• La Gazette des Français du Paraguay – Peter Fleming Un Aventurier au Brésil – Peter Fleming Un Aventurero en Brasil – Numéro 5 Année 1, Asuncion Paraguay.
External links[edit]
• A short biography provided by the University of Reading
• A profile stressing his travel writing
• Peter Fleming genealogy. Retrieved 21 September 2007.
• Peter Fleming's daughters
• Source for the death date of his son Nicholas Fleming at ianfleming.org
• Peter Fleming's rook rifle – a correspondence
• Peter Fleming on IMDb
• Bleiler, Everett (1948). The Checklist of Fantastic Literature. Chicago: Shasta Publishers.
• Podcast talk and live blogging at the Shanghai International Book Festival with Paul French's talk on Peter Fleming
• Paul French, "Peter Fleming" [2]
• "Archival material relating to Peter Fleming". UK National Archives.
• Portraits of (Robert) Peter Fleming at the National Portrait Gallery, London
• Translated Penguin Book – at Penguin First Editions reference site of early first edition Penguin Books.
I.B. Tauris published Fleming's To Peking: A Forgotten Journey from Moscow to Manchuria (out of stock 4/18), News from Tartary and Bayonets to Lhasa: The British Invasion of Tibet; also its A Dance with the Dragon: The Vanished World of Peking's Foreign Colony by Julia Boyd includes Fleming among its subjects.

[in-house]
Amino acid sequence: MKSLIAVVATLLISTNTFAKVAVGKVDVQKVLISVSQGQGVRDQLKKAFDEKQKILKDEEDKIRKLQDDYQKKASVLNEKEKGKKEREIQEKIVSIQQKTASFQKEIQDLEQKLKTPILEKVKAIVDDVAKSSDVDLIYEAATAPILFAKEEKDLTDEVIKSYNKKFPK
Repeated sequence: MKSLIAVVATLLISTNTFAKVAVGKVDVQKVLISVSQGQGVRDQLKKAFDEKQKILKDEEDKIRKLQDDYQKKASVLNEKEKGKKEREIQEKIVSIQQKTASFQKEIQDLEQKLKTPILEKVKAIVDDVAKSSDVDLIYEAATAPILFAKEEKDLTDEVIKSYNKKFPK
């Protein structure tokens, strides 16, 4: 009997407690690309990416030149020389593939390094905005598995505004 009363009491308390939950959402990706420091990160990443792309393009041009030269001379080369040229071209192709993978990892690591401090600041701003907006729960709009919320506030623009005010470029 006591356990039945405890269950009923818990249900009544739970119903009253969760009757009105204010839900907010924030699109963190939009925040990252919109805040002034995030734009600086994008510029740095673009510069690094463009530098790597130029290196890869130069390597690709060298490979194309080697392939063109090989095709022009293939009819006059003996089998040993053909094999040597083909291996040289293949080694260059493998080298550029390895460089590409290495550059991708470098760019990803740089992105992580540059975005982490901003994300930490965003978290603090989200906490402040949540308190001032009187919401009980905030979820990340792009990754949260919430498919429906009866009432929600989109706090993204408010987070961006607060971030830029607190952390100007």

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Re: Freda Bedi, by Wikipedia

Postby admin » Fri Sep 06, 2019 6:34 am

Robert Ford, who has died aged 90, was a career diplomat who, as a young RAF radio officer in Tibet, was imprisoned and brainwashed by the Chinese.
by The Telegraph
6:32PM BST 06 Oct 2013

NOTICE: THIS WORK MAY BE PROTECTED BY COPYRIGHT

YOU ARE REQUIRED TO READ THE COPYRIGHT NOTICE AT THIS LINK BEFORE YOU READ THE FOLLOWING WORK, THAT IS AVAILABLE SOLELY FOR PRIVATE STUDY, SCHOLARSHIP OR RESEARCH PURSUANT TO 17 U.S.C. SECTION 107 AND 108. IN THE EVENT THAT THE LIBRARY DETERMINES THAT UNLAWFUL COPYING OF THIS WORK HAS OCCURRED, THE LIBRARY HAS THE RIGHT TO BLOCK THE I.P. ADDRESS AT WHICH THE UNLAWFUL COPYING APPEARED TO HAVE OCCURRED. THANK YOU FOR RESPECTING THE RIGHTS OF COPYRIGHT OWNERS.